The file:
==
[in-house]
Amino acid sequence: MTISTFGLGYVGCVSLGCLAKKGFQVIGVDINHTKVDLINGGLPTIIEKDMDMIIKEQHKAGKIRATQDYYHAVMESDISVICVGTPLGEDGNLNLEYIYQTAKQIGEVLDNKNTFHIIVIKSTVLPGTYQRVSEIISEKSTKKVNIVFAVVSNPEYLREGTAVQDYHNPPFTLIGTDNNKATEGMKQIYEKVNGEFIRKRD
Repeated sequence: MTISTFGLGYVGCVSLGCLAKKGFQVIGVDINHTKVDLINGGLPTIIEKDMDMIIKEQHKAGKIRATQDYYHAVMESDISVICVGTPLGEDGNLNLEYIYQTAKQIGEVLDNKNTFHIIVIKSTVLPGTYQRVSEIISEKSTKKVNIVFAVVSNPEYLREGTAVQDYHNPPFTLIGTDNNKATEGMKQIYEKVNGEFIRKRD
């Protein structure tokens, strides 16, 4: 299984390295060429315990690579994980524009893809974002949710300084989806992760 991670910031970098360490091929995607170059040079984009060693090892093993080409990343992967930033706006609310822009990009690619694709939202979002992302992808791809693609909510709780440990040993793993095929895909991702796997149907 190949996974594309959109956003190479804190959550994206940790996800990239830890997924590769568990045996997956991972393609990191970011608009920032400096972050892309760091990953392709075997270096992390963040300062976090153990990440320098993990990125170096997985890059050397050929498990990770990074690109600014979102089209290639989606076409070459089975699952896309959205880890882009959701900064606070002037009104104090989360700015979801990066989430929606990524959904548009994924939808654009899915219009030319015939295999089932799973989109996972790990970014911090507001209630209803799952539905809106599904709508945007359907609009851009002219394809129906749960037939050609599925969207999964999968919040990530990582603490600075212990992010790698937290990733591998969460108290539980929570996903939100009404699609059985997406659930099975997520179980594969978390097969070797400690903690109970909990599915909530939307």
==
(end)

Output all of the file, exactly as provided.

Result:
[in-house]
Amino acid sequence: MTISTFGLGYVGCVSLGCLAKKGFQVIGVDINHTKVDLINGGLPTIIEKDMDMIIKEQHKAGKIRATQDYYHAVMESDISVICVGTPLGEDGNLNLEYIYQTAKQIGEVLDNKNTFHIIVIKSTVLPGTYQRVSEIISEKSTKKVNIVFAVVSNPEYLREGTAVQDYHNPPFTLIGTDNNKATEGMKQIYEKVNGEFIRKRD
Repeated sequence: MTISTFGLGYVGCVSLGCLAKKGFQVIGVDINHTKVDLINGGLPTIIEKDMDMIIKEQHKAGKIRATQDYYHAVMESDISVICVGTPLGEDGNLNLEYIYQTAKQIGEVLDNKNTFHIIVIKSTVLPGTYQRVSEIISEKSTKKVNIVFAVVSNPEYLREGTAVQDYHNPPFTLIGTDNNKATEGMKQIYEKVNGEFIRKRD
């Protein structure tokens, strides 16, 4: 299984390295060429315990690579994980524009893809974002949710300084989806992760 991670910031970098360490091929995607170059040079984009060693090892093993080409990343992967930033706006609310822009990009690619694709939202979002992302992808791809693609909510709780440990040993793993095929895909991702796997149907 190949996974594309959109956003190479804190959550994206940790996800990239830890997924590769568990045996997956991972393609990191970011608009920032400096972050892309760091990953392709075997270096992390963040300062976090153990990440320098993990990125170096997985890059050397050929498990990770990074690109600014979102089209290639989606076409070459089975699952896309959205880890882009959701900064606070002037009104104090989360700015979801990066989430929606990524959904548009994924939808654009899915219009030319015939295999089932799973989109996972790990970014911090507001209630209803799952539905809106599904709508945007359907609009851009002219394809129906749960037939050609599925969207999964999968919040990530990582603490600075212990992010790698937290990733591998969460108290539980929570996903939100009404699609059985997406659930099975997520179980594969978390097969070797400690903690109970909990599915909530939307």